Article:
Hello, I’m Emma, I blog over at The Edit but I thought She Walks Softly readers would enjoy discovering about the Nutshell studies…
“A kitchen lined with faded floral wallpaper is washed in warm sunlight filtering through lace-edged window curtains. A cake cools in the oven. Peeled potatoes sit in the sink. An ironing board and basket of laundry occupy in the center of the floor.
But one ghastly detail disturbs the coziness: The dead body of a 45-year-old woman, her hair pulled into a bun, supine on the floor in front of the open ice box. She wears a print dress and an apron, and stares blankly at the ceiling” 
The Nutshell Studies of Unexplained Death are a collection of miniature crime scene models built in the 1940s and 50s by Frances Glessner Lee. The models were based on real crime scenes and used to train police to assess visual evidence.
Glessner Lee attended autopsies to ensure accuracy in her models, and had a fastidious attention to detail. The replicas feature openable windows, curtains which can be drawn, and miniature pencils which write.
I’ve always appreciated things in miniature. There’s something slightly magical about scaled down little worlds, where your imagination fills in the gaps, creating personalities and routines for the people who might live there.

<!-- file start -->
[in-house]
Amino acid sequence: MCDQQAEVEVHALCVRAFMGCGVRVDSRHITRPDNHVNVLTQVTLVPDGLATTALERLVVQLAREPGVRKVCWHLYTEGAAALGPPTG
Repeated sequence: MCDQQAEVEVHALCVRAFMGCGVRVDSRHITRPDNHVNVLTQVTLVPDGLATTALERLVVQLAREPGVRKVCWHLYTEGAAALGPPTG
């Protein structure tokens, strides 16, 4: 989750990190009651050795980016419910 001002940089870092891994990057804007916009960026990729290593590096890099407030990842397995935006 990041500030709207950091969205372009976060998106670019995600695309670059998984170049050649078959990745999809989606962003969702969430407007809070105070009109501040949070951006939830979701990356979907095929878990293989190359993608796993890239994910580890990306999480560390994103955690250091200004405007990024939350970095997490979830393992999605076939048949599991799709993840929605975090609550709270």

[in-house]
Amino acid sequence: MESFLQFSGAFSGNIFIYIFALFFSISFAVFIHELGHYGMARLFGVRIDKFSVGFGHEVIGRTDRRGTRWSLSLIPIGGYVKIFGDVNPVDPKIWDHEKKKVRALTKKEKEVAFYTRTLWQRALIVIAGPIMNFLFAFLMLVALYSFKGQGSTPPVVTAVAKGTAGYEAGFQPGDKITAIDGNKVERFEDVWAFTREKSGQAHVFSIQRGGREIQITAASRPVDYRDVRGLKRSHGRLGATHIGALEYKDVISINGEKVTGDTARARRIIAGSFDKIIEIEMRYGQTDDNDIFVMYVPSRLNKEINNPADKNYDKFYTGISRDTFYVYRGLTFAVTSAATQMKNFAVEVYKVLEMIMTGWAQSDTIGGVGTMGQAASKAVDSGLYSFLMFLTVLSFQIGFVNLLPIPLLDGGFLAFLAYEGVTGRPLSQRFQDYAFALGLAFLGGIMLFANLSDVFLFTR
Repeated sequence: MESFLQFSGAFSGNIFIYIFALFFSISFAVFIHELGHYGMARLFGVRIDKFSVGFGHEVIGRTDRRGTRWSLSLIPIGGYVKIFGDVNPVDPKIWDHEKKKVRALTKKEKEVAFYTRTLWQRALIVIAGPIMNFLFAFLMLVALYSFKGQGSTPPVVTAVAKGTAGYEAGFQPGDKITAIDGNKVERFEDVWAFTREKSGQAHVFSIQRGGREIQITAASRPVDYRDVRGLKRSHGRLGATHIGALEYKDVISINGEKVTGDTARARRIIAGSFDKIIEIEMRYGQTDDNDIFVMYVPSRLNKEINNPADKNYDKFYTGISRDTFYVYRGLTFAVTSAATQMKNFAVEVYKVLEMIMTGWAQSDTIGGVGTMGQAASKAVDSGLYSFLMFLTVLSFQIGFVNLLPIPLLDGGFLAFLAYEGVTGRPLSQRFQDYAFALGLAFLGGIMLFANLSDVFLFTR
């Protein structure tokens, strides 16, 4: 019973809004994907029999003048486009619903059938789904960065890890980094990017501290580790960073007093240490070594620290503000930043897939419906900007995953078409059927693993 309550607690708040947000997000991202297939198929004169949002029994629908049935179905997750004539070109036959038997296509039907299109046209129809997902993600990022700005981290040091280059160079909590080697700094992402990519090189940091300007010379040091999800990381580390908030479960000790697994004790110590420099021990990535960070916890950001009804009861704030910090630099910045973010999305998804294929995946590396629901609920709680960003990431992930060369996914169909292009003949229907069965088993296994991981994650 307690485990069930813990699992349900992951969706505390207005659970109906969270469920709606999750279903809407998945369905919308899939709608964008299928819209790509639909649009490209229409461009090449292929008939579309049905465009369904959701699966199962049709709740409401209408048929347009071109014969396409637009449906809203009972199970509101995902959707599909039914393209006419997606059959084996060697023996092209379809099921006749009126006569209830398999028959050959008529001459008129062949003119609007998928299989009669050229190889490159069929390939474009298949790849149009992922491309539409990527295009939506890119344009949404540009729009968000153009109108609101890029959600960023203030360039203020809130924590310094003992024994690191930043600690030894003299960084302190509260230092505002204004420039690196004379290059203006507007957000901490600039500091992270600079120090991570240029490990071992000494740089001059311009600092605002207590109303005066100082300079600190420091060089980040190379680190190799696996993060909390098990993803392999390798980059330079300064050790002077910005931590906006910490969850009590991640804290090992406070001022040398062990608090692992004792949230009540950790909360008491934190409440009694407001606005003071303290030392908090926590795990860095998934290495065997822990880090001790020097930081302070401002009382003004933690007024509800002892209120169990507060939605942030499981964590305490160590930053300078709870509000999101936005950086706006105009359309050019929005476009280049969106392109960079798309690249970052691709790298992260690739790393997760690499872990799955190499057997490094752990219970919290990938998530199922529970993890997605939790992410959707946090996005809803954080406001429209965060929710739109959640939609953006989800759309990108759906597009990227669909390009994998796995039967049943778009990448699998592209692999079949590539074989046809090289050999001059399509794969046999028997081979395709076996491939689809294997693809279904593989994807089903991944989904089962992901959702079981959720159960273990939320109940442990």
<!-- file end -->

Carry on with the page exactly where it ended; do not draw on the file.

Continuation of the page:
As artwork, I love the way the Nutshell Studies compare and contrast the perfection of the dollhouse world with the grisly nature of death. The majority of the victims depicted are women who suffered violent deaths.
As a training tool, police were told to inspect the scenes and look for evidence to help explain the death. For example, the woman described earlier, dead in the kitchen, what is the significance of the small details? A cake cools in the oven, but the stove gas has been left on, unlit. Peeled potatoes sit in the sink, but would a woman stop in the middle of cooking dinner to kill herself? The heavy iron could be used as a weapon, but will the body show any evidence of blunt force trauma?
Many of the crime scene models take place in the home, the ultimate safe haven. The place where we feel most secure, and ultimately trust that we’re going to wake up in the morning. The Nutshell Studies force us to examine situations where this trust is broken and the safe haven shattered.